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Online course materials for MATH38001

Statistical Inference

Unit code: MATH38001
Credit Rating: 10
Unit level: Level 3
Teaching period(s): Semester 1
Offered by School of Mathematics
Available as a free choice unit?: N



Additional Requirements

Please note

Students are not permitted to take more than one of MATH38001 or MATH48001 for credit in the same or different undergraduate year.


Students are not permitted to take MATH48001 and MATH68001 for credit in an undergraduate programme and then a postgraduate programme.


Note that MATH68001 is an example of an enhanced level 3 module as it includes all the material from MATH38001


When a student has taken level 3 modules which are enhanced to produce level 6 modules on an MSc programme taken within the School of Mathematics, then they are limited to a maximum of two such modules (with no alternative arrangements available otherwise)


This course unit aims to introduce students to the principles of efficient estimation and hypothesis testing and acquaint them with the more successful methods of estimation and of constructing test procedures.


Statistical Inference is the body of principles and methods underlying the statistical analysis of data. In this course we introduce desirable properties that good estimators and hypothesis tests should enjoy and use them as criteria in the development of optimal estimators and test procedures.

Learning outcomes

On successful completion of this course unit students will be able

  • to determine how good an estimator or test procedure is on a number of criteria;
  • to construct estimators and test procedures based both on the maximum likelihood principle.

Assessment Further Information

End of semester examination: two hours weighting 100%


  • Estimation: point estimation, unbiasedness, mean square error, consistency, sufficiency, factorization theorem, Cramer-Rao inequality, the score function, Fisher information; efficiency: most efficient estimators, minimal sufficiency, Rao Blackwell theorem and its use in improving an estimator. [8]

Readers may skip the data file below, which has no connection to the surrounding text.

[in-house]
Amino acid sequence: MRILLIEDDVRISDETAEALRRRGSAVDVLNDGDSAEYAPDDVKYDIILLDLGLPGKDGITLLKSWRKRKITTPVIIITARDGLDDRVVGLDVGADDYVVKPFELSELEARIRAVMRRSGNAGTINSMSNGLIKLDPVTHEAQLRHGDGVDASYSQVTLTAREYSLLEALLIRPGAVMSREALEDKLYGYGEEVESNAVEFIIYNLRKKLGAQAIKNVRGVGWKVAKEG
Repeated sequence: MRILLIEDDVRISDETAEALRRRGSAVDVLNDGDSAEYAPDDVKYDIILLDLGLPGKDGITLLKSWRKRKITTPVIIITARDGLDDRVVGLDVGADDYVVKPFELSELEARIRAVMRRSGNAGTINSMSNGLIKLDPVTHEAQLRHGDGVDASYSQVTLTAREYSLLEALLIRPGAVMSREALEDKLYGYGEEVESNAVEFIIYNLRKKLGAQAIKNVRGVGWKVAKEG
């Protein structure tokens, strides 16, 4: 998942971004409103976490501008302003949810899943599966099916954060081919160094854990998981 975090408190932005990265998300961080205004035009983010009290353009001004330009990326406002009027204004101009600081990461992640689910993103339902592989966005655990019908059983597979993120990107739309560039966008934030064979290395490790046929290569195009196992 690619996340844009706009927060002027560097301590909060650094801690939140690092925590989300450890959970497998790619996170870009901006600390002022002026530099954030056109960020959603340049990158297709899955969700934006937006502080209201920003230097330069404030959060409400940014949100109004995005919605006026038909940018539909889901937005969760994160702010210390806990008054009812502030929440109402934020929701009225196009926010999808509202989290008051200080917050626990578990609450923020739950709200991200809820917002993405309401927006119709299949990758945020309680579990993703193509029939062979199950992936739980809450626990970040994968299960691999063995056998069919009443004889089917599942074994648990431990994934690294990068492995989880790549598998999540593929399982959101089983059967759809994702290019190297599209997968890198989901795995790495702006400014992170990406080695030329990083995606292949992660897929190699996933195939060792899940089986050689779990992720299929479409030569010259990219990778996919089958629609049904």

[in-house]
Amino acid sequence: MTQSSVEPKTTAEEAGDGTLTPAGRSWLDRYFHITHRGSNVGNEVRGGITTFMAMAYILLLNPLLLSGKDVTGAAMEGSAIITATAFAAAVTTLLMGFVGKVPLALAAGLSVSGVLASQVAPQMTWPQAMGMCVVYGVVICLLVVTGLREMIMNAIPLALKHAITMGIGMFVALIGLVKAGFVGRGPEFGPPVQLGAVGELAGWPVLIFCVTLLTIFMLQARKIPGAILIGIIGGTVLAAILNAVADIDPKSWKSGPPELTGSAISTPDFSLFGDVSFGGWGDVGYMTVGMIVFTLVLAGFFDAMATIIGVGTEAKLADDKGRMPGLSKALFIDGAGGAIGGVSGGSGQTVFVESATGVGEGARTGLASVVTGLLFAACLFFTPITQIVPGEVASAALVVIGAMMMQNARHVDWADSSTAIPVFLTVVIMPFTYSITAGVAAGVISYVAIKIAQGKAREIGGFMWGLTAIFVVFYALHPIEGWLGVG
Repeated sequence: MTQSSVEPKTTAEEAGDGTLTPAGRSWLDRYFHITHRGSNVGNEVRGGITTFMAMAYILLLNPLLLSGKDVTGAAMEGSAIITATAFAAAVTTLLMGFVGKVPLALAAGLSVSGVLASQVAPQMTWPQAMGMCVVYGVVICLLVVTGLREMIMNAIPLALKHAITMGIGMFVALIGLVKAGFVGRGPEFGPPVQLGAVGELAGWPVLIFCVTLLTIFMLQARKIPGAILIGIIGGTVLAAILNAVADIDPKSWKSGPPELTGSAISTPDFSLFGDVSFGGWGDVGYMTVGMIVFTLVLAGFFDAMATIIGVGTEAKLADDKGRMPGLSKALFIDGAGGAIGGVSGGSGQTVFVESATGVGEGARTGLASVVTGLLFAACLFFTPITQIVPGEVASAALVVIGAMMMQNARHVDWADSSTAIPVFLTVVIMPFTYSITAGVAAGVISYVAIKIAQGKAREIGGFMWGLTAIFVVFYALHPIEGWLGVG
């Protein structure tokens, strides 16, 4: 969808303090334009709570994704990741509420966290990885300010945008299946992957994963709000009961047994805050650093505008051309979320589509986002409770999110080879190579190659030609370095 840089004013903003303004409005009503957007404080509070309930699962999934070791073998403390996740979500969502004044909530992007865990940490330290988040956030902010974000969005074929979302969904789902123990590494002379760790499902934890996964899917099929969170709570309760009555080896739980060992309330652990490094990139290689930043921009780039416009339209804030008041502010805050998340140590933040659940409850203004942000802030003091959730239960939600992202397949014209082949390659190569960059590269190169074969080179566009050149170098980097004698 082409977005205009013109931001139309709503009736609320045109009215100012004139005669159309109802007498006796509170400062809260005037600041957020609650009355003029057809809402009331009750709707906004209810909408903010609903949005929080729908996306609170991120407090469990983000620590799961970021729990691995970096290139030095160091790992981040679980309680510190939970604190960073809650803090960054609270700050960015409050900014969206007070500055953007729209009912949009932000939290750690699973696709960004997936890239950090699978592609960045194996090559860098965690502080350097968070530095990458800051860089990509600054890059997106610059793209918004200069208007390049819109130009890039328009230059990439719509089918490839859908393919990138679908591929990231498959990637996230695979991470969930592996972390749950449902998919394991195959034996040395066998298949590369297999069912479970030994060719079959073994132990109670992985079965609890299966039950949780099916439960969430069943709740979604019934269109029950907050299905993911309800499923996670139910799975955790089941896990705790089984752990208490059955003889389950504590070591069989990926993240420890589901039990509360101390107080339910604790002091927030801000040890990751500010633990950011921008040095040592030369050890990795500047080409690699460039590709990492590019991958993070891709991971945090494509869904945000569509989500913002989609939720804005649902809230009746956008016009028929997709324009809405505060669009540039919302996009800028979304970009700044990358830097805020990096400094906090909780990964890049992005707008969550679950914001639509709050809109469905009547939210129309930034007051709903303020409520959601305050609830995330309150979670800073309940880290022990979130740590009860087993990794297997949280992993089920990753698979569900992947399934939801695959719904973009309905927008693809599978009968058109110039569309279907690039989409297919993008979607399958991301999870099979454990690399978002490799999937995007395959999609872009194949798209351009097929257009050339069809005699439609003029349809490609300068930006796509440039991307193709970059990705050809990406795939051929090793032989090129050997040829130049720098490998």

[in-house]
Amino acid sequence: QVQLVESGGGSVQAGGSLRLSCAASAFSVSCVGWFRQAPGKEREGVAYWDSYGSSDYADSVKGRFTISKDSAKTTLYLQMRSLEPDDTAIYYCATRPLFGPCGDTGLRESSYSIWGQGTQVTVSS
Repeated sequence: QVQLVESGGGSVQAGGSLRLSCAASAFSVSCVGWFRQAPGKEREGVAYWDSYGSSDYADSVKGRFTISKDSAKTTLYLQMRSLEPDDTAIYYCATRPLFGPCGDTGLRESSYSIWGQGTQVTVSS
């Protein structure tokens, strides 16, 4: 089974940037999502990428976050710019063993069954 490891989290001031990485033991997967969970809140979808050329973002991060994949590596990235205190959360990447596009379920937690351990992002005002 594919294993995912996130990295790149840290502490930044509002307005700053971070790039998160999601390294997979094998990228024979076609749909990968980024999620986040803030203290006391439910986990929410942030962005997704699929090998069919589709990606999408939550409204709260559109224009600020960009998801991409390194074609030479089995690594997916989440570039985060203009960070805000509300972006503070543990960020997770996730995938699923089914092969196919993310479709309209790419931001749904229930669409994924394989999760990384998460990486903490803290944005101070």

• Methods of estimation: maximum likelihood estimators (m.l.e) and their asymptotic properties, asymptotic distribution of the score function. Confidence intervals based on the m.l.e and on the score function (multivariate case included). Restricted m.l.e and their asymptotic properties. [7]
  • Hypothesis testing: Neyman-Pearson criteria, size and power function. Simple null vs simple alternative hypothesis and the Neyman-Pearson lemma. Hypothesis tests based on (i) m.l.e's; (ii) score function; (iii) the generalised likelihood ratio, profile log-likelihood and its use in interval estimation. The Deviance function and graphical methods in obtaining confidence regions for parameters. [9]

Recommended reading

  • Beaumont, G. P., Intermediate Mathematical Statistics. Chapman & Hall 1980.
  • Cox, D. R. and Hinkley, D. V., Theoretical Statistics. , Chapman & Hall 1974.
  • Lindgren, B. W. Statistical Theory, 4th edition, Chapman & Hall 1993.
  • Mood, A. M., Graybill, F. A. and Boes, D. C., Introduction to the Theory of Statistics, 3rd edition, McGraw-Hill 1974.
  • Silvey, S. D., Statistical Inference, Chapman & Hall 1075.

Feedback methods

Feedback tutorials will provide an opportunity for students' work to be discussed and provide feedback on their understanding.  Coursework or in-class tests (where applicable) also provide an opportunity for students to receive feedback.  Students can also get feedback on their understanding directly from the lecturer, for example during the lecturer's office hour.

Study hours

  • Lectures - 22 hours
  • Tutorials - 11 hours
  • Independent study hours - 67 hours

Teaching staff

Yang Han - Unit coordinator

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